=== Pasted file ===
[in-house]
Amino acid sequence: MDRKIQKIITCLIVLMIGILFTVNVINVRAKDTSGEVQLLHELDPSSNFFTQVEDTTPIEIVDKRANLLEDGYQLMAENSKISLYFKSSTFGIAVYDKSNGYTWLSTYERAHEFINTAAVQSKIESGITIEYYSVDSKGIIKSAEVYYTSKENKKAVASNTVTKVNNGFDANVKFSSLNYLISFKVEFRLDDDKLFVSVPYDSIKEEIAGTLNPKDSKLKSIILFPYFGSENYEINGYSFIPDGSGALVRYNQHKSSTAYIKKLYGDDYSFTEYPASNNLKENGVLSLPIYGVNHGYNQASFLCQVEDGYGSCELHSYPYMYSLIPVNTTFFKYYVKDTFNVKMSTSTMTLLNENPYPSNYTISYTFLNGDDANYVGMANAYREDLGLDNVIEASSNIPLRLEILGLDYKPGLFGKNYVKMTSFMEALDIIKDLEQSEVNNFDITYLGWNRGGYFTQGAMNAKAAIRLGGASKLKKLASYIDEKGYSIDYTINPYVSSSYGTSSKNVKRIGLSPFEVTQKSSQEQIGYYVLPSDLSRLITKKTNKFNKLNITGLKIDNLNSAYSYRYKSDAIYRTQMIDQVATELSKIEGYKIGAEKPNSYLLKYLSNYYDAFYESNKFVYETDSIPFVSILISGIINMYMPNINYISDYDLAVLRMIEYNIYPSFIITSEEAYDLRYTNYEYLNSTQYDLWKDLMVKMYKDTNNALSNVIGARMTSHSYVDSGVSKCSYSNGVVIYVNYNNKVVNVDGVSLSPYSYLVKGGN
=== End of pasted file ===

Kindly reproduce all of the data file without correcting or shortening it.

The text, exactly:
[in-house]
Amino acid sequence: MDRKIQKIITCLIVLMIGILFTVNVINVRAKDTSGEVQLLHELDPSSNFFTQVEDTTPIEIVDKRANLLEDGYQLMAENSKISLYFKSSTFGIAVYDKSNGYTWLSTYERAHEFINTAAVQSKIESGITIEYYSVDSKGIIKSAEVYYTSKENKKAVASNTVTKVNNGFDANVKFSSLNYLISFKVEFRLDDDKLFVSVPYDSIKEEIAGTLNPKDSKLKSIILFPYFGSENYEINGYSFIPDGSGALVRYNQHKSSTAYIKKLYGDDYSFTEYPASNNLKENGVLSLPIYGVNHGYNQASFLCQVEDGYGSCELHSYPYMYSLIPVNTTFFKYYVKDTFNVKMSTSTMTLLNENPYPSNYTISYTFLNGDDANYVGMANAYREDLGLDNVIEASSNIPLRLEILGLDYKPGLFGKNYVKMTSFMEALDIIKDLEQSEVNNFDITYLGWNRGGYFTQGAMNAKAAIRLGGASKLKKLASYIDEKGYSIDYTINPYVSSSYGTSSKNVKRIGLSPFEVTQKSSQEQIGYYVLPSDLSRLITKKTNKFNKLNITGLKIDNLNSAYSYRYKSDAIYRTQMIDQVATELSKIEGYKIGAEKPNSYLLKYLSNYYDAFYESNKFVYETDSIPFVSILISGIINMYMPNINYISDYDLAVLRMIEYNIYPSFIITSEEAYDLRYTNYEYLNSTQYDLWKDLMVKMYKDTNNALSNVIGARMTSHSYVDSGVSKCSYSNGVVIYVNYNNKVVNVDGVSLSPYSYLVKGGN